Classics take the stage at Kennedy

China festival, 75th anniversary of NSO part of next season

March 02, 2005|By Tim Smith | Tim Smith,SUN MUSIC CRITIC

The Kennedy Center's diverse and promising lineup for the 2005-2006 season includes a festival devoted to Chinese performing arts, the opening of a family theater with a new play for children by Whoopi Goldberg and the National Symphony Orchestra's starry, richly programmed 75th anniversary celebration.

"I can't say there's a grand statement to the season," Kennedy Center President Michael Kaiser says, "but a substantial part of it is about classics -- classic music, classic dance. And there will be a substantial amount of new work."

That new work includes a play by Don DeLillo, Love-Lies-Bleeding, co-produced by the center and the noted Steppenwolf Theater Company.

"We used to give awards every year to companies to fund new plays, but I stopped it," Kaiser says. "The amounts were trivial. Now the Kennedy Center is giving a major grant to one regional company to produce one new play in their own community and bring it here, too."

Next season's Festival of China will present what is being billed as "the single largest celebration of Chinese performing arts in American history." About a dozen groups, from the National Ballet of China to the Shaanxi Folk Art Theater, and more than 600 performers will take part.

"We're trying to balance people's perceptions of Chinese art, which tend to be the more classical side, like Peking Opera," Kaiser says. "I wanted to counter that with examples of China's very significant contemporary art scene."

The 350-seat Family Theater will be inaugurated with a production of Goldberg's Alice in a space previously occupied by the American Film Institute at the center.

Main stage theatrical productions on the lineup include new Kennedy Center productions of Mame (starring Christine Baranski) and The Subject Was Roses; and the Washington premieres of two Broadway musicals, Wicked and Little Women. The Royal Shakespeare Company will return for the fourth year in a five-year residency.

Also returning, as part of a 10-year residency, will be the Kirov Opera and Orchestra, led by Valery Gergiev in non-Russian repertoire -- Parsifal, Turandot and Verdi's Requiem.

In addition to appearances by the Kirov, Royal and New York City ballets and other major dance troupes, the center will showcase students from some of the world's leading ballet schools. "Critics have been saying that ballet companies look too much like each other," Kaiser says. "It's my belief that the schools are still teaching differently, and we'll get to see that."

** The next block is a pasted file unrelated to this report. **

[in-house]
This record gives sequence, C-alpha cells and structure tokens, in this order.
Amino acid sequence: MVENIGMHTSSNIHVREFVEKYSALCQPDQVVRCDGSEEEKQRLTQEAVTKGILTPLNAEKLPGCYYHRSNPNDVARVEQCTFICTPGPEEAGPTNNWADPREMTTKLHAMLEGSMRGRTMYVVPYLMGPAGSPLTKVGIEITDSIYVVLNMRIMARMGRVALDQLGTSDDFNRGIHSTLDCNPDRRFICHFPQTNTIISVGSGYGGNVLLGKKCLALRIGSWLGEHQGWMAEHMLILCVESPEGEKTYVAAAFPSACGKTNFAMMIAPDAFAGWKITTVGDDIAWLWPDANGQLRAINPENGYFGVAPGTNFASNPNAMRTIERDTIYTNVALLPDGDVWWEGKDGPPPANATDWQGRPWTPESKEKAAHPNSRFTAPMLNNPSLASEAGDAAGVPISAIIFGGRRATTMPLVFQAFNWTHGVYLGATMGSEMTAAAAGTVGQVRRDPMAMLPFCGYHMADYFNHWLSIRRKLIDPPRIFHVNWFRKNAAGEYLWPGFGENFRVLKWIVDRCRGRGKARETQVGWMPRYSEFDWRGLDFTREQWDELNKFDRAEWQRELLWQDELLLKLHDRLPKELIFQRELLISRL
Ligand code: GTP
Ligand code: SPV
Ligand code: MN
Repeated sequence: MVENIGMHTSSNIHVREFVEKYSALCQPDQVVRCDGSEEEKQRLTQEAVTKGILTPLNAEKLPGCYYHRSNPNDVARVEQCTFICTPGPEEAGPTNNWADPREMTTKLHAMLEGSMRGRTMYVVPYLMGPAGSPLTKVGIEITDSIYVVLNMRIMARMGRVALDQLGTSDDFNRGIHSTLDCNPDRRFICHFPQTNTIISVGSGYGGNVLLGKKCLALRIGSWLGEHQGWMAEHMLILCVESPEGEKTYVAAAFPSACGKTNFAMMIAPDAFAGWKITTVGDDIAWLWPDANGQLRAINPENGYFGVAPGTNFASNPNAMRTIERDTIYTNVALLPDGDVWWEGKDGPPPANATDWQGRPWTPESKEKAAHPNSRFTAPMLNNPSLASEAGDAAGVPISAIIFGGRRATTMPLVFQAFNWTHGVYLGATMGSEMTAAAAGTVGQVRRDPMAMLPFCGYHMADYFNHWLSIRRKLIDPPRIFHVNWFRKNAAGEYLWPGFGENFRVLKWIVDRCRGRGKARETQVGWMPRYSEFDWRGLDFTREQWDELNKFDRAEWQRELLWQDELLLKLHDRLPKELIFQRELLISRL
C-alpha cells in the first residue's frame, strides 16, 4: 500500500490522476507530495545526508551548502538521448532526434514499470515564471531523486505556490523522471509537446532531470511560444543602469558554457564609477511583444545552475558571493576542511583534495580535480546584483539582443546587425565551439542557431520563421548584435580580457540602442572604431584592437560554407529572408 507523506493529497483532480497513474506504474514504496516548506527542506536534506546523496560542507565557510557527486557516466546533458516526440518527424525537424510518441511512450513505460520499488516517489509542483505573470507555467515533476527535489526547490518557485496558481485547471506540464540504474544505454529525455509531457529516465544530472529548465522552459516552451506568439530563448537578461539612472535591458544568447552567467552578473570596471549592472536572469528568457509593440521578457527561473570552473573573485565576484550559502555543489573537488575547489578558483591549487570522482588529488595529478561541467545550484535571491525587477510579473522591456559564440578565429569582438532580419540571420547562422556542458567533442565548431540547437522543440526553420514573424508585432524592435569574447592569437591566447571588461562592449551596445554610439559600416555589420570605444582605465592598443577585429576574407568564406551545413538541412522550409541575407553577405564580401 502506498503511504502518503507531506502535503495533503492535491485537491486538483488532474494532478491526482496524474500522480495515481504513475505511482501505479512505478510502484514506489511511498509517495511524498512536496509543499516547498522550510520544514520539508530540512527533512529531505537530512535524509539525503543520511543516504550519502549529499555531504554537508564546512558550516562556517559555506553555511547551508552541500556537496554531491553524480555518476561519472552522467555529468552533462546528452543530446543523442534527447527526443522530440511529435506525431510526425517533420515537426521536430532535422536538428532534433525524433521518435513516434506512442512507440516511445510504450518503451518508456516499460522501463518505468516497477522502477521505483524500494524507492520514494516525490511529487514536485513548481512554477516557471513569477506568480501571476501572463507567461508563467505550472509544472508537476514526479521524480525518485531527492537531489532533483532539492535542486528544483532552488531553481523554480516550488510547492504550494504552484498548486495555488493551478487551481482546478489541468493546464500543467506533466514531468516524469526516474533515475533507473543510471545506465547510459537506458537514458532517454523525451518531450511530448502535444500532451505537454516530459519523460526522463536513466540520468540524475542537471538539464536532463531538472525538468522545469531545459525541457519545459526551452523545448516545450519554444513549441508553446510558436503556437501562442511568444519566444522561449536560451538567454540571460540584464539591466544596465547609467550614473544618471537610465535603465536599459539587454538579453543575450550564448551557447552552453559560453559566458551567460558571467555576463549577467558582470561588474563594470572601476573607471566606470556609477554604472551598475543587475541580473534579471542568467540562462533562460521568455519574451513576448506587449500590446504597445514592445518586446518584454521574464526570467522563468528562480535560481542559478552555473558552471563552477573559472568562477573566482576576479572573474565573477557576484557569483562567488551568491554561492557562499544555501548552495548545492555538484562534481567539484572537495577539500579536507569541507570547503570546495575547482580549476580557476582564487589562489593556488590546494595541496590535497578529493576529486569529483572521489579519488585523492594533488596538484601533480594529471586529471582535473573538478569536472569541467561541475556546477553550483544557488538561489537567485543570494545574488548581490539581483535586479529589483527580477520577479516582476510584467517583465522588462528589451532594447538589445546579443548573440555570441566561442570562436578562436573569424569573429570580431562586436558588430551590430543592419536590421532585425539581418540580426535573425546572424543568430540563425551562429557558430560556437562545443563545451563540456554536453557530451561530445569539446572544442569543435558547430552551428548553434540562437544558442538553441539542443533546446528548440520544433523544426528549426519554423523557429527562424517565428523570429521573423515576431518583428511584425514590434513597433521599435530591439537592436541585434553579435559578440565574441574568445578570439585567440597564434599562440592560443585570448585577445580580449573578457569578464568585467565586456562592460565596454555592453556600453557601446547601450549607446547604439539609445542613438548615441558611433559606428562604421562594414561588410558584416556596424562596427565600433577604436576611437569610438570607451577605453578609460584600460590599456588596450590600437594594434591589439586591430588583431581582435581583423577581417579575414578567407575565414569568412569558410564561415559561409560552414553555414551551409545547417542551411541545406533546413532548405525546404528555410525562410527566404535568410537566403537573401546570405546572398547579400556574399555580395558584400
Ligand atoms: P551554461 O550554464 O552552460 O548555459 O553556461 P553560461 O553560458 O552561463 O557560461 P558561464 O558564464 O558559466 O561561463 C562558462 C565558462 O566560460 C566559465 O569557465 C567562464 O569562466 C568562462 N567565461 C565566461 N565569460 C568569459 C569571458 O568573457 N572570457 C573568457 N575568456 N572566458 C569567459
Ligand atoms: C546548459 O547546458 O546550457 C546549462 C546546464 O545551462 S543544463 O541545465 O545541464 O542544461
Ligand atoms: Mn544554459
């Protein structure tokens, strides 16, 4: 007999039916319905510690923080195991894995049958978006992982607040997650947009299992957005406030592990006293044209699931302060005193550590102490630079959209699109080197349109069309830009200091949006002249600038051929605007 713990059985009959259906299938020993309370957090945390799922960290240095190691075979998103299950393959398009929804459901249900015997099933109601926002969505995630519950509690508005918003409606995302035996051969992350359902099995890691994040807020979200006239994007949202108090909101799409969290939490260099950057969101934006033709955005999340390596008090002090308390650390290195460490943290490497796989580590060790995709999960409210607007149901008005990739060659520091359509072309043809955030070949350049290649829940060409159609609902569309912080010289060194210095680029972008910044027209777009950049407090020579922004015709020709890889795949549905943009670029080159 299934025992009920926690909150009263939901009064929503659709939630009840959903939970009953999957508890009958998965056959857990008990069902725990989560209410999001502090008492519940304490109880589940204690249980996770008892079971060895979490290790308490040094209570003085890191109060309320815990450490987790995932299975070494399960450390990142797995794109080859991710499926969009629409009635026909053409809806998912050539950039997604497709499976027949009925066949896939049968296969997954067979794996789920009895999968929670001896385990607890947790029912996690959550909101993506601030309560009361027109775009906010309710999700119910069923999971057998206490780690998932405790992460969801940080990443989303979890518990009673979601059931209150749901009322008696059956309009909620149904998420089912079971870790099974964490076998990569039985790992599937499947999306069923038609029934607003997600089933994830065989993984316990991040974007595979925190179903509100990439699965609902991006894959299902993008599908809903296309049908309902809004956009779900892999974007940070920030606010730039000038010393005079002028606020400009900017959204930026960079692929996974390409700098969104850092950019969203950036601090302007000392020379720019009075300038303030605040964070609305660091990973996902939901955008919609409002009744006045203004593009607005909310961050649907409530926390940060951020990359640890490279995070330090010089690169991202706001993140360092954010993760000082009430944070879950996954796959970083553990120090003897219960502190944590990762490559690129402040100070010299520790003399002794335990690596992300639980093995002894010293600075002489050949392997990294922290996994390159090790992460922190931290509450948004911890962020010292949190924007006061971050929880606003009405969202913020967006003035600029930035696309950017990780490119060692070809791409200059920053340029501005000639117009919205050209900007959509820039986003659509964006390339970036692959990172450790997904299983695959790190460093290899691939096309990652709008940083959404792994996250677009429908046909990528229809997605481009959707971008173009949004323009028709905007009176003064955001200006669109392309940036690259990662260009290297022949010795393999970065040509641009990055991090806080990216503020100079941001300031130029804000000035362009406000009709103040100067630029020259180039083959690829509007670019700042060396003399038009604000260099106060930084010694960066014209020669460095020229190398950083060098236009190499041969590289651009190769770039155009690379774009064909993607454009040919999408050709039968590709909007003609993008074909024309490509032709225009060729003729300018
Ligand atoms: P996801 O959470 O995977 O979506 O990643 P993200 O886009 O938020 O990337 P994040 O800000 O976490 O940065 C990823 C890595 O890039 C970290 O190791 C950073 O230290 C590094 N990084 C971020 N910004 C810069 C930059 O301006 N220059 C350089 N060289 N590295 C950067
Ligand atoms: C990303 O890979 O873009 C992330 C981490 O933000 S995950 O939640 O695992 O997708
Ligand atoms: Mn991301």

The NSO will contribute some of the new work at the Kennedy Center next season, including an evening-long score for chorus and orchestra by Roberto Sierra, Missa Latina. "He's combining Latin folk traditions with elements of the Mass," says NSO music director Leonard Slatkin.

The conductor also had the idea for a new educational project called "Stories in Music" that will commission new pieces for family concerts. The first will be a setting of Washington Irving's Rip Van Winkle by David Del Tredici. "We all grew up with Peter and the Wolf, but there aren't many new pieces like that being done by major composers," Slatkin says.

An all-star lineup will open the NSO's 75th -- Itzhak Perlman, Yo-Yo Ma and Emanuel Ax performing Beethoven's Triple Concerto with Slatkin.

A particularly distinguished roster of guest conductors will also help celebrate the anniversary season, including Lorin Maazel, Kurt Masur, Christoph von Dohnanyi, James Conlon, Vladimir Ashkenazy, Rafael Fruhbeck de Burgos and former NSO music director Mstislav Rostropovich.

"It's nice that so many people chose to come for the anniversary, especially in the conductor department," Slatkin says. "A lot of work went into that, a lot of strong, personal invitations."

Slatkin will close the 2005-2006 season -- his 10th as music director -- with Mahler's monumental Symphony No. 8, featuring more than 500 singers and instrumentalists.

"I'm very proud of the season," the conductor says. "It is about as strong as you could find anywhere."

Kennedy Center

Highlights from the Kennedy Center 2005-2006 season:

Festival of China, October

National Symphony's 75th anniversary gala, Sept. 24, and Mahler's Eighth, June 8-10, 2006

New play by Don Delillo co-produced with Steppenwolf Theatre Company, June 17-25, 2006

New production of Mame, Feb. 18-March 26, 2006

Renee Fleming in Strauss' Daphne, Oct. 18

Kirov Opera and Orchestra, Feb. 19-26, 2006

Royal Shakespeare Theatre, April 11-May 7, 2006

American Ballet Theatre, Dec. 7-11

Jazz series includes Wynton Marsalis (Oct. 18), Django Reinhardt Festival (Oct. 27-29), Diane Schuur (Dec. 17)

Country Music Festival, March 23-April 16, 2006

Information: 202-467- 4600, www.kennedy- center.org

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